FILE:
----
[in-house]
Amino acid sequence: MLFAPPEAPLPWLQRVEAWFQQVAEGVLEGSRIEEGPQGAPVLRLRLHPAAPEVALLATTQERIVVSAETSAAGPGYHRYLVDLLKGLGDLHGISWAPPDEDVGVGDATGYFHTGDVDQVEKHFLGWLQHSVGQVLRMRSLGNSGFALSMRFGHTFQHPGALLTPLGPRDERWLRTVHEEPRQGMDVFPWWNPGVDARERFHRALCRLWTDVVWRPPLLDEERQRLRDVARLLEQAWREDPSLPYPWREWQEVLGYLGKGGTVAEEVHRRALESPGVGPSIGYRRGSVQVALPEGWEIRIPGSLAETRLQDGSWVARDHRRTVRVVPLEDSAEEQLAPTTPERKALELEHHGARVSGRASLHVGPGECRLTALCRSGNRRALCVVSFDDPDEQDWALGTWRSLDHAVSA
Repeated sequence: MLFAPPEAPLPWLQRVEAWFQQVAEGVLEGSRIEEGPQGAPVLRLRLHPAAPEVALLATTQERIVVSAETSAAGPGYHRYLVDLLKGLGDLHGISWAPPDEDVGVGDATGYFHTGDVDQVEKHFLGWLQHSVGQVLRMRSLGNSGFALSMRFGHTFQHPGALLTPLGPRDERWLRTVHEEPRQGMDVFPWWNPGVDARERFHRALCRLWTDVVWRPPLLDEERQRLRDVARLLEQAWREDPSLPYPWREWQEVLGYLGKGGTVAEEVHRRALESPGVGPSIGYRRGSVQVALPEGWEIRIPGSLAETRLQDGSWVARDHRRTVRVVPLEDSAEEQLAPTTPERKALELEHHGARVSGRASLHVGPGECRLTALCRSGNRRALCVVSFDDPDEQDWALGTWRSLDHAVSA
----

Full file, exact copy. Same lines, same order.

[in-house]
Amino acid sequence: MLFAPPEAPLPWLQRVEAWFQQVAEGVLEGSRIEEGPQGAPVLRLRLHPAAPEVALLATTQERIVVSAETSAAGPGYHRYLVDLLKGLGDLHGISWAPPDEDVGVGDATGYFHTGDVDQVEKHFLGWLQHSVGQVLRMRSLGNSGFALSMRFGHTFQHPGALLTPLGPRDERWLRTVHEEPRQGMDVFPWWNPGVDARERFHRALCRLWTDVVWRPPLLDEERQRLRDVARLLEQAWREDPSLPYPWREWQEVLGYLGKGGTVAEEVHRRALESPGVGPSIGYRRGSVQVALPEGWEIRIPGSLAETRLQDGSWVARDHRRTVRVVPLEDSAEEQLAPTTPERKALELEHHGARVSGRASLHVGPGECRLTALCRSGNRRALCVVSFDDPDEQDWALGTWRSLDHAVSA
Repeated sequence: MLFAPPEAPLPWLQRVEAWFQQVAEGVLEGSRIEEGPQGAPVLRLRLHPAAPEVALLATTQERIVVSAETSAAGPGYHRYLVDLLKGLGDLHGISWAPPDEDVGVGDATGYFHTGDVDQVEKHFLGWLQHSVGQVLRMRSLGNSGFALSMRFGHTFQHPGALLTPLGPRDERWLRTVHEEPRQGMDVFPWWNPGVDARERFHRALCRLWTDVVWRPPLLDEERQRLRDVARLLEQAWREDPSLPYPWREWQEVLGYLGKGGTVAEEVHRRALESPGVGPSIGYRRGSVQVALPEGWEIRIPGSLAETRLQDGSWVARDHRRTVRVVPLEDSAEEQLAPTTPERKALELEHHGARVSGRASLHVGPGECRLTALCRSGNRRALCVVSFDDPDEQDWALGTWRSLDHAVSA